Being abroad for almost a month was a healing experience. When I set off for my trip on December 18th, I was still processing the results of the U.S. election. I was anxious, mildly depressed, and legitimately fearful about the fate of our country and the world. As a woman of color, I find the racial climate in the U.S. terrifying. Some people don’t understand the emotional and psychic fatigue that comes from sustaining a level of fear for an extended period of time. People eventually start to crack. Getting far away from America proved to be just what the doctor ordered for my mental health. The distance put a lot of things in perspective.
On the other side of the world, in the Philippines, I unplugged from media chatter and commentary about current events. With limited access to wifi, I wasn’t online enough to be able to watch my friends fight about politics on facebook, much less participate. I turned on a television maybe three times in three weeks (each time I was attempting to watch NBA basketball), and detoxed from the hysteria. Eventually my blood pressure regulated and some of the anger and fear subsided. I could breathe. I was able to find joy in things, and reclaim shreds of optimism. I was falling in love—with the Philippines, my family there, life. I was remembering all the things to be thankful for, and that it wasn’t all gloom and doom.
My soul was further soothed by the people I met during my travels. So much kindness and hospitality was extended by the Filipinos I encountered. Everywhere I went, I came across happy, smiling people who wanted to make my day/time/experience better. Since my attention was not tethered to my phone, I was able to immerse myself in the culture, climate and conversations around me. I connected with people, and these interactions reminded me that the bonds of humanity are so much stronger than our perceived differences.
The only negative emotion I experienced during my travels was embarrassment. When I would meet new people abroad (not just Filipinos, but Europeans, Australians, etc), after it was revealed that I was an American, I would inevitably get the stunned look and head shake, accompanied by a “What the hell happened over there?” in regard to the recent election. Every single person I discussed US politics with was in disbelief about our selection for President. Quite a few expressed sincere worry for how his presidency would impact their countries, and NO ONE felt that a Trump presidency was a good thing. I found myself apologizing over and over again for my country, and for any damage the Trump regime may do to our world. This is not the first time I’ve been traveling abroad and felt ashamed to be an American. The entire world is giving us a colossal side-eye right now, and I don’t blame them. From the outside, America looks like a hot mess.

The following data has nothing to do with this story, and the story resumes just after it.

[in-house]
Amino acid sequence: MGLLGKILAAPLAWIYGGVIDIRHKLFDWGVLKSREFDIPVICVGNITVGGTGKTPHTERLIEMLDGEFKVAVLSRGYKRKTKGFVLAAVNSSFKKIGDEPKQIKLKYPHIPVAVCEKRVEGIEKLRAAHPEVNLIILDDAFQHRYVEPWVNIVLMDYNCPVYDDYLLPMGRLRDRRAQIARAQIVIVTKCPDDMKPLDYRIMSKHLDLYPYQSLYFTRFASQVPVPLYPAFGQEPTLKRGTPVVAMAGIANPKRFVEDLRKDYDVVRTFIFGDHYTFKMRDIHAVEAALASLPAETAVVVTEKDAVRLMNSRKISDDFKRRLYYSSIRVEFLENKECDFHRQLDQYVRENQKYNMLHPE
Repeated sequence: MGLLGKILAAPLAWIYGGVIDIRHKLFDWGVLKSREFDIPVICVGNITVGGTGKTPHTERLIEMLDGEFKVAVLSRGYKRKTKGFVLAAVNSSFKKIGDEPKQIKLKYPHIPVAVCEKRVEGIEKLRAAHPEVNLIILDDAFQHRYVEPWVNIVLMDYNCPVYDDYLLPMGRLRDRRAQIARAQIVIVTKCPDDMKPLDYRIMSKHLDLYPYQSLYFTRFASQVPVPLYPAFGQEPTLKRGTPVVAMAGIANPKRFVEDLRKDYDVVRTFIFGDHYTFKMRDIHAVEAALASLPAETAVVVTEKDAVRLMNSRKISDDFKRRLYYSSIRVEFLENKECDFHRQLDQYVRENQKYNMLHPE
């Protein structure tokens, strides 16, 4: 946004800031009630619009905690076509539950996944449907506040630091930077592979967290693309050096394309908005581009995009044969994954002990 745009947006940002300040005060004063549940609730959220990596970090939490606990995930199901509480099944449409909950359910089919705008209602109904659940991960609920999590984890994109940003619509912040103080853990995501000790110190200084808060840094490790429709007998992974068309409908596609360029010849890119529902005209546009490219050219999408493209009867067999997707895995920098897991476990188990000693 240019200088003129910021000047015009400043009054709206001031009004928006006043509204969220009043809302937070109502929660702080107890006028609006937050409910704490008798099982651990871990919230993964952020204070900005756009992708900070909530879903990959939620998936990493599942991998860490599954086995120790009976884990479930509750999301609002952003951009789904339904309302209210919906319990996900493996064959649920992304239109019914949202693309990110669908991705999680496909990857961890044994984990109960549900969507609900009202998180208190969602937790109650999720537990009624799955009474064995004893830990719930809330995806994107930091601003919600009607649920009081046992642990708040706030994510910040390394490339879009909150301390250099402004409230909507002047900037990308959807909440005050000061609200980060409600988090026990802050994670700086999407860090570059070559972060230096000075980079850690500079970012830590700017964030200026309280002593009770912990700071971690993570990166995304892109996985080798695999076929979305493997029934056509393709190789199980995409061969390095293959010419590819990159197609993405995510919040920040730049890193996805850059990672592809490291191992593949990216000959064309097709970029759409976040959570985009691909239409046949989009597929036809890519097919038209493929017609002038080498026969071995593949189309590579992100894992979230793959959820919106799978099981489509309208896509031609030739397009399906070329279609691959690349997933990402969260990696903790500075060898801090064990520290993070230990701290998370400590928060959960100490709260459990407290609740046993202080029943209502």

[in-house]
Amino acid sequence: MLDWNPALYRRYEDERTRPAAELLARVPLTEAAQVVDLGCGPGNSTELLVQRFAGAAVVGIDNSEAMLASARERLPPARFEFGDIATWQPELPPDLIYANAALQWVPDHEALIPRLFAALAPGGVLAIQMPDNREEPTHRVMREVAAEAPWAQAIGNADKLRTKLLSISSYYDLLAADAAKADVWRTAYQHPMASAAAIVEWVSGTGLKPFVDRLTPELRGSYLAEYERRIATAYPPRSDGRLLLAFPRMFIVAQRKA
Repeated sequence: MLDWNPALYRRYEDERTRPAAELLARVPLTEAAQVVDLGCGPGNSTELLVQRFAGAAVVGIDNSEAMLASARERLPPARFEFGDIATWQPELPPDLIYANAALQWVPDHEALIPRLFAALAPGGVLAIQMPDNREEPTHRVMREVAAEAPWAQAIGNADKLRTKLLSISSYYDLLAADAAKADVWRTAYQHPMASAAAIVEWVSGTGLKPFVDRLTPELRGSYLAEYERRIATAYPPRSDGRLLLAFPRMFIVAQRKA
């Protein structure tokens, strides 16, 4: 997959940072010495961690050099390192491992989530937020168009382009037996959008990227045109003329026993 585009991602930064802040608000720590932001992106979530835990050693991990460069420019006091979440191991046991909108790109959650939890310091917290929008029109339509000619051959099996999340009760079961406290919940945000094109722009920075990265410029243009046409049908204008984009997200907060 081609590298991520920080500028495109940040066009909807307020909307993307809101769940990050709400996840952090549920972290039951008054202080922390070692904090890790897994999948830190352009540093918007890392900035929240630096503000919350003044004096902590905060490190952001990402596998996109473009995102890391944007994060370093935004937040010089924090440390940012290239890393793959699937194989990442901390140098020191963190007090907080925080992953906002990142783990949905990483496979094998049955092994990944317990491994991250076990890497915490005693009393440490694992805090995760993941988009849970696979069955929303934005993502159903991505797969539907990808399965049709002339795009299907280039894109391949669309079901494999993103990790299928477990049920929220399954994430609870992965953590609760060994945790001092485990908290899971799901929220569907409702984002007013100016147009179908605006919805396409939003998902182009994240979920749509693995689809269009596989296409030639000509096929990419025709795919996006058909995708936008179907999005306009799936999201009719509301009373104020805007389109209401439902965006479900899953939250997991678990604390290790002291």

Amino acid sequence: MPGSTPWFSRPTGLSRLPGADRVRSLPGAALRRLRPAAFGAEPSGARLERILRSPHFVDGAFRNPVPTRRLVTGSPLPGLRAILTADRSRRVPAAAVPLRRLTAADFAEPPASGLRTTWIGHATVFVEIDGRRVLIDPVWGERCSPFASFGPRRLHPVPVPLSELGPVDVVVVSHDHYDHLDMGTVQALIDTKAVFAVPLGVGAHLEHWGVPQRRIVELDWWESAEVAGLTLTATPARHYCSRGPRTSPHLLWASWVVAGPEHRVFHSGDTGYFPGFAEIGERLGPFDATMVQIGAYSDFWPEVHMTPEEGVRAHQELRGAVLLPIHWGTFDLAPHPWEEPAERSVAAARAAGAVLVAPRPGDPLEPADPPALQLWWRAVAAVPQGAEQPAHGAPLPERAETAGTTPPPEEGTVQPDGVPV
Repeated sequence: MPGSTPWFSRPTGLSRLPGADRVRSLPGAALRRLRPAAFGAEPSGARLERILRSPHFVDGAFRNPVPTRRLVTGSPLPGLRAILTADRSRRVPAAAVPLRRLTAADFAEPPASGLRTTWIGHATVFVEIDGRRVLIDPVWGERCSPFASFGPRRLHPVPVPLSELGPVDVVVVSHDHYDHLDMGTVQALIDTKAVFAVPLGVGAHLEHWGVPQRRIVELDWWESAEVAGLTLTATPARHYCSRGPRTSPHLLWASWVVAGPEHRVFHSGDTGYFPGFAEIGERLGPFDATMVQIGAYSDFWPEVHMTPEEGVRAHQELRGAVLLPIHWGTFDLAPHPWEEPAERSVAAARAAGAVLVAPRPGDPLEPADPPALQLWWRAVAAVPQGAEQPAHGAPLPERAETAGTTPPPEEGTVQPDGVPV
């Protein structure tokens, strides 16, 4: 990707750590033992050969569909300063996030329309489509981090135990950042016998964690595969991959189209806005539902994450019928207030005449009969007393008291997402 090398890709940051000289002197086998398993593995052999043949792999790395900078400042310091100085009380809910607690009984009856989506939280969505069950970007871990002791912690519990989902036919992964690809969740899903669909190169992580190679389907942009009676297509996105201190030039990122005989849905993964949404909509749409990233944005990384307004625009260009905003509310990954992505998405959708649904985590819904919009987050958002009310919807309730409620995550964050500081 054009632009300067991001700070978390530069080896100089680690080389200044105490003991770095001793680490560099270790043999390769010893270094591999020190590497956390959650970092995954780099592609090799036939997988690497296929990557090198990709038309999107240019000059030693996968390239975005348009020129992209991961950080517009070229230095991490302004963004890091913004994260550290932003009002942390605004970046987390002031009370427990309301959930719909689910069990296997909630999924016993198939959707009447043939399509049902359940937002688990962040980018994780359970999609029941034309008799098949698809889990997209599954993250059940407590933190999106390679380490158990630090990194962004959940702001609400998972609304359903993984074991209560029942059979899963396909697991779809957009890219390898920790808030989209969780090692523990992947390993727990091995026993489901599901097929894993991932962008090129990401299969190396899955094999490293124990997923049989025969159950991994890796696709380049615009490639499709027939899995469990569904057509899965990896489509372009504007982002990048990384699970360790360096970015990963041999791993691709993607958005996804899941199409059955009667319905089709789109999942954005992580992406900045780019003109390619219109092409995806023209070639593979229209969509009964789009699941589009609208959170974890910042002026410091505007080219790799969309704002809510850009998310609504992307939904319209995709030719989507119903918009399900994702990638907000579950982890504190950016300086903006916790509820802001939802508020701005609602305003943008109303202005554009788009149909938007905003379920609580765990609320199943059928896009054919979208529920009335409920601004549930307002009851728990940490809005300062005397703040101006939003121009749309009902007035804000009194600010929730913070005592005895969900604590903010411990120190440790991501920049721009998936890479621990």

Eventually I had to return to the States, and within days it became apparent just how dire the situation in America is. I felt it in my body, energetically, the moment I set foot on U.S. soil. The fear, despair, and anger was back, knocking on my door, as I waited for the news to inform me of the next, horrific thing to happen. Would it be another mass shooting? An unarmed civilian of color gunned down by police? A political assault on civil rights? A natural disaster brought about by climate change? Was I safe? Were my husband and family safe?
My time away brought me complete clarity about the fact that America is in a very dark, toxic place. Hatred and negativity dominate the news cycle and permeate the nation’s collective consciousness. The worst traits of human nature are being elevated into the spotlight and normalized. Large segments of the population are living in a persistent state of fear as divisive rhetoric abounds. Political parties aside, THIS IS NOT WHO WE ARE. Darkness will not win. We are better than this.
The following quote really sums it up for me:
I refuse to let this world steal my joy, so I’m starting with the (wo)man in the mirror. I’m determined to hold a space of positivity and light amidst all this negativity and hate. It takes a lot of work and mindfulness to maintain a positive mindset, but I am committed to doing what’s necessary to live in light. For me, that means abstaining from the news and limiting my interactions with negative and toxic people; spending more time outside, away from my various devices; reading more books and watching less TV; talking to people face-to-face instead of arguing on social media; and doing my best to spread kindness and love in every interaction I engage in. Resistance and activism take different forms for different people, and I believe even small gestures can have an impact. I’m going to do my part to hold it down in the name of light and love, and I hope you’ll join me.
“I refuse to accept the view that mankind is so tragically bound to the starless midnight of racism and war that the bright daybreak of peace and brotherhood can never become a reality… I believe that unarmed truth and unconditional love will have the final word. “ – Martin Luther King Jr.
#MoreLove #HealTheWorld #BeTheLight